Prolific, not Perfect

Kitten of boy's shoulders

This was inspired by a great blog by Benjamin Hardy. One of his points in this article is that it is better to be prolific than perfect. I believe this translates directly to my journey as an artist. Perfection is a dangerous and elusive goal. Being prolific and creating a lot of work leads to better craft and many more new ideas.

Benjamin illustrates the point about being prolific with this story taken from a book  Art & Fear, by David Bayles and Ted Orland.

The ceramics teacher announced on opening day that he was dividing the class into two groups. All those on the left side of the studio, he said, would be graded solely on the quantity of work they produced, all those on the right solely on its quality.

His procedure was simple: on the final day of class he would bring in his bathroom scales and weigh the work of the “quantity” group: fifty pounds of pots rated an “A”, forty pounds a “B”, and so on. Those being graded on “quality”, however, needed to produce only one pot — albeit a perfect one — to get an “A”.

Well, came grading time and a curious fact emerged: the works of highest quality were all produced by the group being graded for quantity. It seems that while the “quantity” group was busily churning out piles of work — and learning from their mistakes — the “quality” group had sat theorizing about perfection, and in the end had little more to show for their efforts than grandiose theories and a pile of dead clay.

I have seen so many times in my life that the demand for perfection leads to paralysis. If you take the perfection requirement seriously it creates such a high bar that it is impossible to meet the goal. Instead you delay, study the problem, try to think of new or “creative” alternatives. But mostly you avoid doing anything, because you know you cannot create perfection.

On the other hand, when faced with a difficult goal or a creative block, just getting busy and doing things will usually lead to progress. Planning is good, but in art and creativity working seems to clear out roadblocks faster. Many psychologists and business leaders have established that a bias to action is a predictor of success. Action brings confidence. Action gets us in motion and builds momentum. To follow the story above, doing and learning, trying and rejecting and keeping going will lead to much better work than sitting waiting to figure out how to do the one great and perfect thing.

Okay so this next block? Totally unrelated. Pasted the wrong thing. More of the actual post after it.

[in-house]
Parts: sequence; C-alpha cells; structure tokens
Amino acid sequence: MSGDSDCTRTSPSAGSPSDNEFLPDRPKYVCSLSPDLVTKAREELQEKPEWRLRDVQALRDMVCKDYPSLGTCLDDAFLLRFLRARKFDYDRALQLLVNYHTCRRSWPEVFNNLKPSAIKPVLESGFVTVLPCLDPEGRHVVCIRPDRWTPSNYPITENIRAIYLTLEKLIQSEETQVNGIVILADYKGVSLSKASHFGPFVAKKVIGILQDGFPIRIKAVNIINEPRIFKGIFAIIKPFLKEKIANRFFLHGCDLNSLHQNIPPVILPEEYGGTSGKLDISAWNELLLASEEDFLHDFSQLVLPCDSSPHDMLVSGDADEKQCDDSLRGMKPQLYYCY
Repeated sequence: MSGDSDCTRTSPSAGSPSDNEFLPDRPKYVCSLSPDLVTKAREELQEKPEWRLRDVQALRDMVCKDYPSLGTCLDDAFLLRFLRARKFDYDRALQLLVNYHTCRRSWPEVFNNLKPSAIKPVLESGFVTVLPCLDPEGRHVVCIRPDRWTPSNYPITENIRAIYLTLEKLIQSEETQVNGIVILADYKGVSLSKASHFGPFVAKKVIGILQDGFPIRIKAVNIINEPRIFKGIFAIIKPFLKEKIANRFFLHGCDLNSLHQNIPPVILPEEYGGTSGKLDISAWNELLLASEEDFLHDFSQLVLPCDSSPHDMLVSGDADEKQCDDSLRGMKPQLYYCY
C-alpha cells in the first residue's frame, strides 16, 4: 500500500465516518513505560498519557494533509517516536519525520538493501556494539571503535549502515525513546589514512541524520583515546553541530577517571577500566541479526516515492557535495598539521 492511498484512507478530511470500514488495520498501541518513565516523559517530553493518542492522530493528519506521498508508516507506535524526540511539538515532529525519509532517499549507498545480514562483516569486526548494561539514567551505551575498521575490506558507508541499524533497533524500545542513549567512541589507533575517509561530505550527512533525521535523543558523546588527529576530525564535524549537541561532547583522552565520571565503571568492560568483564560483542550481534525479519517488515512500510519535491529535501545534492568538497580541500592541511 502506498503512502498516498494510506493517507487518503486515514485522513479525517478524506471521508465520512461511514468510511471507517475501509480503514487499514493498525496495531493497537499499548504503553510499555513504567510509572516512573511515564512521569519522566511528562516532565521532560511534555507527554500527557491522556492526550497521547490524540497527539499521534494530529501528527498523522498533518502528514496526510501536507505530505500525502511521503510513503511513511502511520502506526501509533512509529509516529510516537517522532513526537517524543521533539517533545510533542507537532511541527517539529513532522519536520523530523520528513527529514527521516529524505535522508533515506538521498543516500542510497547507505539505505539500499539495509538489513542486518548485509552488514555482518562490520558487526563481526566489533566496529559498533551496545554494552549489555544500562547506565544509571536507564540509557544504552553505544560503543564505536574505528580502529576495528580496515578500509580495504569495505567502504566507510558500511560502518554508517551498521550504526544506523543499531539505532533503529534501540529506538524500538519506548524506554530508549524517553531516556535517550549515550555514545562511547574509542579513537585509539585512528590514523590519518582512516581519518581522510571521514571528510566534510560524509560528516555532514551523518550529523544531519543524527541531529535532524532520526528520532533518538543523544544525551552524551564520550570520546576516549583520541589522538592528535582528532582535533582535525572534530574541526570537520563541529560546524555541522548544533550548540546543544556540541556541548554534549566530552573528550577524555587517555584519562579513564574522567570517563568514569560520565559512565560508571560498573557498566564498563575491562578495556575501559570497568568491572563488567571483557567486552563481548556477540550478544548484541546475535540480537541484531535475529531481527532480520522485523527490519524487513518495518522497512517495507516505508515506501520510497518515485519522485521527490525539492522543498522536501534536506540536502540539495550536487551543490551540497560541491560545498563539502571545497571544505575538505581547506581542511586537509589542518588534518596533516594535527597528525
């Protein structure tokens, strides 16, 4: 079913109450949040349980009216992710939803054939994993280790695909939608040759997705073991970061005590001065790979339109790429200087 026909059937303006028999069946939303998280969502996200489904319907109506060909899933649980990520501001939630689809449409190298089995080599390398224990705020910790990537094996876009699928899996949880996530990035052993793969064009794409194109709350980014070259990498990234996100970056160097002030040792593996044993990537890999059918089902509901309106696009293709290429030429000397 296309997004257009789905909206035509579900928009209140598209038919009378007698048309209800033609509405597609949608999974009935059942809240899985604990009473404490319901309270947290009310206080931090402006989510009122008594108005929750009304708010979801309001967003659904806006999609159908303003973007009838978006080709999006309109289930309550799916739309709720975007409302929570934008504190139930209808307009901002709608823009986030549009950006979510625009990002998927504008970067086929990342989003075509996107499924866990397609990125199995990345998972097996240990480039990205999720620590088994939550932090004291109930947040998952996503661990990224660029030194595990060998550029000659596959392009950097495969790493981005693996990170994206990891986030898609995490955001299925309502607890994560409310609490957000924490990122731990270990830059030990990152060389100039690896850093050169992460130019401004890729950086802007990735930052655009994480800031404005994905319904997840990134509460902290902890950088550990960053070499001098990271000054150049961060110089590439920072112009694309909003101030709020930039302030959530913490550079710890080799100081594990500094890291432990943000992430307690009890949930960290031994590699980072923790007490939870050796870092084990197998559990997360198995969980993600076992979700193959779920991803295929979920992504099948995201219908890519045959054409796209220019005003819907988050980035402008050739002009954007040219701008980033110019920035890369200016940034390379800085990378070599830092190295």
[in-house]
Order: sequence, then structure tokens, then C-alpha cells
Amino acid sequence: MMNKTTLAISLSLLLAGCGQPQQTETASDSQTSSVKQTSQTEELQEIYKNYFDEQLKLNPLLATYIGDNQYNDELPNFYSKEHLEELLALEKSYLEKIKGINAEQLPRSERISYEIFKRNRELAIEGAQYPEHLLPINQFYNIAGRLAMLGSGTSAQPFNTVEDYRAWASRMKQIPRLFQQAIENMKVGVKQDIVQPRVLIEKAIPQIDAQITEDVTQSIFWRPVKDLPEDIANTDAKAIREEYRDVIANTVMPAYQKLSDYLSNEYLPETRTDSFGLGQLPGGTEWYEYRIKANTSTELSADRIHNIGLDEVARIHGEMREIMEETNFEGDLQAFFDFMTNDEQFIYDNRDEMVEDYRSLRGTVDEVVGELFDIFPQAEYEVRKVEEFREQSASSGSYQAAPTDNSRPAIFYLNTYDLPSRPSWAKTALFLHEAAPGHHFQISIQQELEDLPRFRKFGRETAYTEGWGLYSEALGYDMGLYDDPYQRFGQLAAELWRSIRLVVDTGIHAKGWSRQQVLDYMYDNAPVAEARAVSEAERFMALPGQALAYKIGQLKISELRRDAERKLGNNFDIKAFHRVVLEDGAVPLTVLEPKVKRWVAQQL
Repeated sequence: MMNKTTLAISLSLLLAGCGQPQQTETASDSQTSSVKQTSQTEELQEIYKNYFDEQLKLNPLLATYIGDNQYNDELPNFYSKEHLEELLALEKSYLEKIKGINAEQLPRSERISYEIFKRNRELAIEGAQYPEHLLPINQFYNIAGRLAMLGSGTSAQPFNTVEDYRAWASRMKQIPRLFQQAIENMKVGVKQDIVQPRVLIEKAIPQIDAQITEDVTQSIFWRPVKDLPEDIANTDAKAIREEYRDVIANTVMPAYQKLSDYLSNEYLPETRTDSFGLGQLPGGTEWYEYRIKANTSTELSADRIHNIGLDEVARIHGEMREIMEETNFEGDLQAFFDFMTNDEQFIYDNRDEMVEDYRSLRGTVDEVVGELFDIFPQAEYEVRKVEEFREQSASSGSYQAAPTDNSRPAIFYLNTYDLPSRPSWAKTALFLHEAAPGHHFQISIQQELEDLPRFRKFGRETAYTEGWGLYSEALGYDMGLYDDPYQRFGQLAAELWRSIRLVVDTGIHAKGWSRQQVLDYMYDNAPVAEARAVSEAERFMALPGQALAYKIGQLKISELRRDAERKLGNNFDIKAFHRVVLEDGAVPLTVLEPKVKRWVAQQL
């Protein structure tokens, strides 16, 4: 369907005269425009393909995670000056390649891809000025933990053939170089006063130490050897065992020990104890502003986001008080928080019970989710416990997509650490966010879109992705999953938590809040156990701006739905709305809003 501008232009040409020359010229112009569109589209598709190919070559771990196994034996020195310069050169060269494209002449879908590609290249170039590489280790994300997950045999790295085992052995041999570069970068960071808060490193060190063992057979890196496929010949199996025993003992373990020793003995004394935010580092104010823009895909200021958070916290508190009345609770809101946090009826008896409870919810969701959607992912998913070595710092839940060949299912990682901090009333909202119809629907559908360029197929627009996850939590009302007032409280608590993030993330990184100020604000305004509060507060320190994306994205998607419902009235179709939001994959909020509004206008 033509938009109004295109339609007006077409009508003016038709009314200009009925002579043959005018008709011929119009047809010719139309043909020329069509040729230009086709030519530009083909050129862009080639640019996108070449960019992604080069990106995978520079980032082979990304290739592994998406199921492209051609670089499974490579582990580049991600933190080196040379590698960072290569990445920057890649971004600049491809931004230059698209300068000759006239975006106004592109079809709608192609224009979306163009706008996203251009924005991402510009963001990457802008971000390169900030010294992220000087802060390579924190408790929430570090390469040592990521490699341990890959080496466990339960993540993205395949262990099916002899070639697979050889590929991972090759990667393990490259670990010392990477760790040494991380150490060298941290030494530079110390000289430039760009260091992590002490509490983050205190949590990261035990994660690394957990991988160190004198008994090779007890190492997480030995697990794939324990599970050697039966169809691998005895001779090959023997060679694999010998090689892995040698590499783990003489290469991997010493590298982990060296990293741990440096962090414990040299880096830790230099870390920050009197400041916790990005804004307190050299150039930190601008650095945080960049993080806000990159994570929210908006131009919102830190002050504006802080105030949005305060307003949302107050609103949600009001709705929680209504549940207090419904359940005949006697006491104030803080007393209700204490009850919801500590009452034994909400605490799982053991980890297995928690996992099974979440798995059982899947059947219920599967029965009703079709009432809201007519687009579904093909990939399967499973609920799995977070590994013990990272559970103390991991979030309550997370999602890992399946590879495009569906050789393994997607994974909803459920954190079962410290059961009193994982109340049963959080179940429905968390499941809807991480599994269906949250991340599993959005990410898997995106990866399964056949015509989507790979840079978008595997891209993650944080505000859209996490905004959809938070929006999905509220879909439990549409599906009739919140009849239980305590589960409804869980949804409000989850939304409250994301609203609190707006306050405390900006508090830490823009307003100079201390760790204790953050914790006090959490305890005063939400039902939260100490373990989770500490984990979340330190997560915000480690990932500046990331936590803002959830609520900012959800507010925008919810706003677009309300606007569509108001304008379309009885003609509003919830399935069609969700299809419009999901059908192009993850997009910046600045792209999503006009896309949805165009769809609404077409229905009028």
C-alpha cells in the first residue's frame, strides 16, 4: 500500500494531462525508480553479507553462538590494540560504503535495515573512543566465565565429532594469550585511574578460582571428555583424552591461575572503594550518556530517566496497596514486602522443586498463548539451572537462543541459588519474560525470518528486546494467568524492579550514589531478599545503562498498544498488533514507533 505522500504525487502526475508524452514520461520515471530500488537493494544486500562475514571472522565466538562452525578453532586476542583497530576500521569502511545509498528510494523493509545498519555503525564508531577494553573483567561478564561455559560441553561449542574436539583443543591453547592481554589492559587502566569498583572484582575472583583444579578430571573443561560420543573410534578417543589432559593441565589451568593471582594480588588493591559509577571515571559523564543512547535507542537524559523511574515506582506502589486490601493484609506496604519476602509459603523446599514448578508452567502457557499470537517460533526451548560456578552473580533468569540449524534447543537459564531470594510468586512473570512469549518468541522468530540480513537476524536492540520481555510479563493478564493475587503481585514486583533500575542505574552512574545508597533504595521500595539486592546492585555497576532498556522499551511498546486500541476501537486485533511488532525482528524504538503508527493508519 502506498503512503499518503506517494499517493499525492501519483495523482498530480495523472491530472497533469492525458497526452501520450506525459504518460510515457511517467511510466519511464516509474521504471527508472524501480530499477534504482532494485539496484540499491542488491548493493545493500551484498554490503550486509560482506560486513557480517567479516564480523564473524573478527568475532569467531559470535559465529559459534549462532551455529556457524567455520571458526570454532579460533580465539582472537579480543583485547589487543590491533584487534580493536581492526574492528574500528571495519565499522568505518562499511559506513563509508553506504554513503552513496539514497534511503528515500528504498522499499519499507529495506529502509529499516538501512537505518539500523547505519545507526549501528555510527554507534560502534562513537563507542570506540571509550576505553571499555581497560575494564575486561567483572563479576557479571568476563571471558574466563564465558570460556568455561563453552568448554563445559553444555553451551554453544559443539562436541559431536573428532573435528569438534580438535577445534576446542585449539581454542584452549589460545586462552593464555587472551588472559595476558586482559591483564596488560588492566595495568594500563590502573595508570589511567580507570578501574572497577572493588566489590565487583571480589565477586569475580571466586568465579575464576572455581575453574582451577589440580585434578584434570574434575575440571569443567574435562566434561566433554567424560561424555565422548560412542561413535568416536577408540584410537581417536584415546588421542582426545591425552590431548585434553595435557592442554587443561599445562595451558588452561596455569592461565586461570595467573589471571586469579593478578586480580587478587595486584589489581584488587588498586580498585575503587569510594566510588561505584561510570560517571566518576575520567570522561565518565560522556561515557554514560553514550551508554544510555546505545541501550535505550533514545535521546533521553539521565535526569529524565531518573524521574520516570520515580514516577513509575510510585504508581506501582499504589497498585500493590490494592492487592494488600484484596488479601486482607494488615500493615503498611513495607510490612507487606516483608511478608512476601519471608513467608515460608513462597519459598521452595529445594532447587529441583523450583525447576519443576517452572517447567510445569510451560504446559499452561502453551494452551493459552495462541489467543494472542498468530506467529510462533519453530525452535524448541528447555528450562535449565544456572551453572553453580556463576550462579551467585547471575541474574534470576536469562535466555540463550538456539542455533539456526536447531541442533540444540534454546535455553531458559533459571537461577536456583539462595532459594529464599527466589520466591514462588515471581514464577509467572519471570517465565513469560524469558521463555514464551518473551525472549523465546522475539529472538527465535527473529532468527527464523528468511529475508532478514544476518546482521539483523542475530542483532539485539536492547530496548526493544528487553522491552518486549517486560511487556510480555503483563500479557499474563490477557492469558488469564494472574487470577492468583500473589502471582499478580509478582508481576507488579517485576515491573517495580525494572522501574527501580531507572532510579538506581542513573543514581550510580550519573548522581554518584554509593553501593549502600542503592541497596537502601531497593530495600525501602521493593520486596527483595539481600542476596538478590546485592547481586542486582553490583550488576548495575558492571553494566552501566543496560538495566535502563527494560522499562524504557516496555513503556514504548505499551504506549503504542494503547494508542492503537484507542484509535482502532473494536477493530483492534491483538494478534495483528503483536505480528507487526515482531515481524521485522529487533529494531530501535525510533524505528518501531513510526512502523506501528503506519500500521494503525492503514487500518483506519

One word the story authors used that jumps out at me is theorizing. This is a great trap. Art is ultimately a very practical and pragmatic discipline. It is about making things. We have to make a lot of things to figure out how to make the things that please us. Theorizing about how great something ultimately could be actually inhibits us from doing the work. The fear of not living up to the theoretical perfection makes us not try.

So cast off the inhibitions. Just do it. Make things. If you’re stuck, make something, even if just to throw it away. The process of making something gives us momentum and stimulates our creative spirit. Good writers have a habit of this. They write a certain number of words a day, even if they know it is not great. Doing it exercises the writing “muscles” and lets ideas flow. Visual artists should do the same thing. Work every day, whether or not you feel like it. Work when you are uninspired. Let your creativity flow through your work and lead you to new ideas. Being prolific really is the way to create better work.

Questions, not Answers

Abstract scene

Photography, being by its nature realistic, tends to present facts or answer questions. But I believe fine art photography and some other genres have a different point of view. I try to raise questions rather than answer them for my viewers. By participating in the creation process I believe the viewer is more engaged.